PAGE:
read my lips, not my face

I have an over-sensitive first grader named "Adam."

He has a lot of issues going on at home, so it's easy for me to be compassionate rather than short tempered when he starts talking in his kermit-the-frog voice and when he laughs long and loud at completely inappropriate times.

The problem for me comes whenever I give him a direction. He equates my "teacher" face with an "I'm gonna hurt you" face. I don't yell my directions. I say please and thank you when I give directions. I am not a mean teacher (I promise!). But for whatever reason, he will misinterpret the look I have on my face, point accusingly at me, and say:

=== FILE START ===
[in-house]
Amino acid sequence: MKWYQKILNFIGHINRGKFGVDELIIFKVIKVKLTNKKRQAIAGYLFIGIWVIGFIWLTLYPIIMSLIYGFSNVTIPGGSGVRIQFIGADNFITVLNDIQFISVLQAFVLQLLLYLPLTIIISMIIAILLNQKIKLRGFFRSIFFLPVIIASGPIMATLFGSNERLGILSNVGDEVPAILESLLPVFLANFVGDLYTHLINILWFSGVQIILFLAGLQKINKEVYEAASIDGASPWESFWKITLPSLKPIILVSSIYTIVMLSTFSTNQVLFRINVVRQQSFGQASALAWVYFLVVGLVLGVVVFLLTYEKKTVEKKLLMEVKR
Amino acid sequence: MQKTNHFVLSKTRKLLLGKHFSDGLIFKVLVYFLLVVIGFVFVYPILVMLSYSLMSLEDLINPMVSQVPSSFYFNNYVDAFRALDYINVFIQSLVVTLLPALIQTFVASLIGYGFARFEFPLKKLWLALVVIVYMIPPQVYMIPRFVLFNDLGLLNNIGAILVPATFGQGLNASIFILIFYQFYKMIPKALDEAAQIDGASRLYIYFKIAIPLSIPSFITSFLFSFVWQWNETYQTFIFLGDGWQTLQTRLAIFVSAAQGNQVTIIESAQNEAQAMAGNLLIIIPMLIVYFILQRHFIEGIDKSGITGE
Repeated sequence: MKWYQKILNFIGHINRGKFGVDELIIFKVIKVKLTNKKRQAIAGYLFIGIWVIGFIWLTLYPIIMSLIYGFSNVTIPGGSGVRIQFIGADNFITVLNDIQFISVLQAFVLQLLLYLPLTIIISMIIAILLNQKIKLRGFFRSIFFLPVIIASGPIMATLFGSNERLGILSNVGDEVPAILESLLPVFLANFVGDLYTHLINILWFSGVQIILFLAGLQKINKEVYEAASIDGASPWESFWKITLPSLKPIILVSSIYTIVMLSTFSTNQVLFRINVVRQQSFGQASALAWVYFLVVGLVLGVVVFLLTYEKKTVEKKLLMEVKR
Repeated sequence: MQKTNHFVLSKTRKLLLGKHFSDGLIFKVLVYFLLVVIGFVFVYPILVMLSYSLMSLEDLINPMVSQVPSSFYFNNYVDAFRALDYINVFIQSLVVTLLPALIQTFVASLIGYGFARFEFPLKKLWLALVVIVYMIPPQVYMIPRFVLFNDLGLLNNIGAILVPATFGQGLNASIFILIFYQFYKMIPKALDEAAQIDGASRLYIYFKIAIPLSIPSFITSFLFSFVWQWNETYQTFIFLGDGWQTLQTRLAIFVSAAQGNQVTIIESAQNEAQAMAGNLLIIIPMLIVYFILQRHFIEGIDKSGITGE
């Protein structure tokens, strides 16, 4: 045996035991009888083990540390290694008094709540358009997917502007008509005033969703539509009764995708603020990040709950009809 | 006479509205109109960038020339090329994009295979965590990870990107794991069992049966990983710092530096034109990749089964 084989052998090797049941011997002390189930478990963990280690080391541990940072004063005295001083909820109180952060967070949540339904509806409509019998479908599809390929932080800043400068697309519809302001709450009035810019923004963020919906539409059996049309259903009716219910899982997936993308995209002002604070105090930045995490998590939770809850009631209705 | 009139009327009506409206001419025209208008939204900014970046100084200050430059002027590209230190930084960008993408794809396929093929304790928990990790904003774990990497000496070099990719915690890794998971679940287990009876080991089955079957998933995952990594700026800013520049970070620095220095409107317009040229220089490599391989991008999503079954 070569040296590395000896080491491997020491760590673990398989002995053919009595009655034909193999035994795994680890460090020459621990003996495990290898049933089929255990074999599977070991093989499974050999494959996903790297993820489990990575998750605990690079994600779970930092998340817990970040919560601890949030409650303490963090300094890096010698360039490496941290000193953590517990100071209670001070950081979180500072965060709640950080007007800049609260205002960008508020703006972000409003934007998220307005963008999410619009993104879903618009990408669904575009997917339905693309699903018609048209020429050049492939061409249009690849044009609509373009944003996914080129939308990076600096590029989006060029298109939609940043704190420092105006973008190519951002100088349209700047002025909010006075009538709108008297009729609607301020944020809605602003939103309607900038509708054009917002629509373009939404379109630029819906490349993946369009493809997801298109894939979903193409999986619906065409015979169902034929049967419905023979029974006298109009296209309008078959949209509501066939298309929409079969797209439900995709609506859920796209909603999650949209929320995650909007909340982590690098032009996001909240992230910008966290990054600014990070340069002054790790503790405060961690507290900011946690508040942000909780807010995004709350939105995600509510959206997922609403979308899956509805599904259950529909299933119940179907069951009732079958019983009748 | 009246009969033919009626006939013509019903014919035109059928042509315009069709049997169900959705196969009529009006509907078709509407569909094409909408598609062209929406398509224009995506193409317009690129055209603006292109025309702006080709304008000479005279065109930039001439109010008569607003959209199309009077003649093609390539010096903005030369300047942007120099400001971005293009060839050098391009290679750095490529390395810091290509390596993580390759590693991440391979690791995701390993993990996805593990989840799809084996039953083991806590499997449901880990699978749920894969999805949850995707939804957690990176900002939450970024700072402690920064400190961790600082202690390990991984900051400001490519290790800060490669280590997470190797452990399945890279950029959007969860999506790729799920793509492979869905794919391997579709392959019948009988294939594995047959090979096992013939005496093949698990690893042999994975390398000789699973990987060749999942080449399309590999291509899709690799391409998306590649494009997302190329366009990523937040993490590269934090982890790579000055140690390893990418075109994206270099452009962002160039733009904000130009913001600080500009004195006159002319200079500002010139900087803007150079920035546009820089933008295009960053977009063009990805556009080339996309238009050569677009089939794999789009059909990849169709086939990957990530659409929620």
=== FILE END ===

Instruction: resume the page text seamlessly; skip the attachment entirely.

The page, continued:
"You're MAD at me!"

I've stopped numerous times to explain that I am not mad at him, that this look on my face means that I'm serious - not mad. But he's still not getting it.

I have the guidance counselor working with him (and with me!) about it, so I think there's some hope.

In the meantime, I guess I'll just have to be super conscious of my eyebrows when I give a direction!!

3 comments:

malia said...

That's interesting-- everytime I read one of you posts about teaching I think what a wonderful teacher you must be!

Angel Read said...

Aww, poor little kid! Maybe you could show him photos of different faces and help him practice knowing the difference between an angry face and a serious face... and the difference in voice tones as well?

Charlotte said...

My daughter does this to us all the time. Of course, she is a teenager so I think it is usually her hormones interpreting the facial expressions.

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